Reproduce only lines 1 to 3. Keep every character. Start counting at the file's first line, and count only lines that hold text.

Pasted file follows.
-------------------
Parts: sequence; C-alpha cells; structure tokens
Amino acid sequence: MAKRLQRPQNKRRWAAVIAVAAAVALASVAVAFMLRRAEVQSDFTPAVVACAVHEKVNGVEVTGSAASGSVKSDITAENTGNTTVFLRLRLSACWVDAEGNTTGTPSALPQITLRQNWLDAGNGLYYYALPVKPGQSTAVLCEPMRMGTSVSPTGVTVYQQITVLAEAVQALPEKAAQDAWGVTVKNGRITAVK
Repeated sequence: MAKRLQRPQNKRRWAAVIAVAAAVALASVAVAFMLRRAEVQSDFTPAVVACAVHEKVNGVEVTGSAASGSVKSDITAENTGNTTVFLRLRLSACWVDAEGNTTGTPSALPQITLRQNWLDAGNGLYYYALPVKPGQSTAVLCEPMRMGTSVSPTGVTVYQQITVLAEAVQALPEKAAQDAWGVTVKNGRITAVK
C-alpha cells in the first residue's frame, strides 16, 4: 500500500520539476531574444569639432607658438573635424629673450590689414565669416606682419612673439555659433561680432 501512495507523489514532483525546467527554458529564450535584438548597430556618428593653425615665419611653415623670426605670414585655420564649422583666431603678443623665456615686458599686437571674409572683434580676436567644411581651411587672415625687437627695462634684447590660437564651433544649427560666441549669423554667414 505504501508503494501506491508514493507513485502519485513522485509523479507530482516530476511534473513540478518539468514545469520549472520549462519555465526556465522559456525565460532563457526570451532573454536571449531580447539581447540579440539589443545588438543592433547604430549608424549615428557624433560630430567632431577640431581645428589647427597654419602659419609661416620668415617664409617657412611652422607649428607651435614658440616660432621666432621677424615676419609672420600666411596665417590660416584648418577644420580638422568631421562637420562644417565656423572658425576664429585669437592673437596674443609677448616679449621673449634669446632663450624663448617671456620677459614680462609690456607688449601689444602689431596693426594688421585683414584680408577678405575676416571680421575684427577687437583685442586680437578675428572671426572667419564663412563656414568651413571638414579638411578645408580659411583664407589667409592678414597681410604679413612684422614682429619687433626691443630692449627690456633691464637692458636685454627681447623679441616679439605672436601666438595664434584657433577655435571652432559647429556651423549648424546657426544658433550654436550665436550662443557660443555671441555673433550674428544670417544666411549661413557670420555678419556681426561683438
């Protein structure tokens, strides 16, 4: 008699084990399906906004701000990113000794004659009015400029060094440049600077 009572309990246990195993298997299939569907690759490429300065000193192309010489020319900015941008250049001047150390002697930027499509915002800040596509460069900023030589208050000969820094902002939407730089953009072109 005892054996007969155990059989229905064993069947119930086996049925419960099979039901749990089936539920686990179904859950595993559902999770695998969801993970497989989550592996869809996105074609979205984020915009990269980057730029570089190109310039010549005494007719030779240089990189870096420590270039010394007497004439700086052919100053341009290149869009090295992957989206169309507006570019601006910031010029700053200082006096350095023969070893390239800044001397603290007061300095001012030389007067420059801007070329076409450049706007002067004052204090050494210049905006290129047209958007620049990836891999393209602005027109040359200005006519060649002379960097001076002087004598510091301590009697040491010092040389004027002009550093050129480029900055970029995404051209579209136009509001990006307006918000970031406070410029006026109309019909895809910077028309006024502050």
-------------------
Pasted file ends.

Parts: sequence; C-alpha cells; structure tokens
Amino acid sequence: MAKRLQRPQNKRRWAAVIAVAAAVALASVAVAFMLRRAEVQSDFTPAVVACAVHEKVNGVEVTGSAASGSVKSDITAENTGNTTVFLRLRLSACWVDAEGNTTGTPSALPQITLRQNWLDAGNGLYYYALPVKPGQSTAVLCEPMRMGTSVSPTGVTVYQQITVLAEAVQALPEKAAQDAWGVTVKNGRITAVK
Repeated sequence: MAKRLQRPQNKRRWAAVIAVAAAVALASVAVAFMLRRAEVQSDFTPAVVACAVHEKVNGVEVTGSAASGSVKSDITAENTGNTTVFLRLRLSACWVDAEGNTTGTPSALPQITLRQNWLDAGNGLYYYALPVKPGQSTAVLCEPMRMGTSVSPTGVTVYQQITVLAEAVQALPEKAAQDAWGVTVKNGRITAVK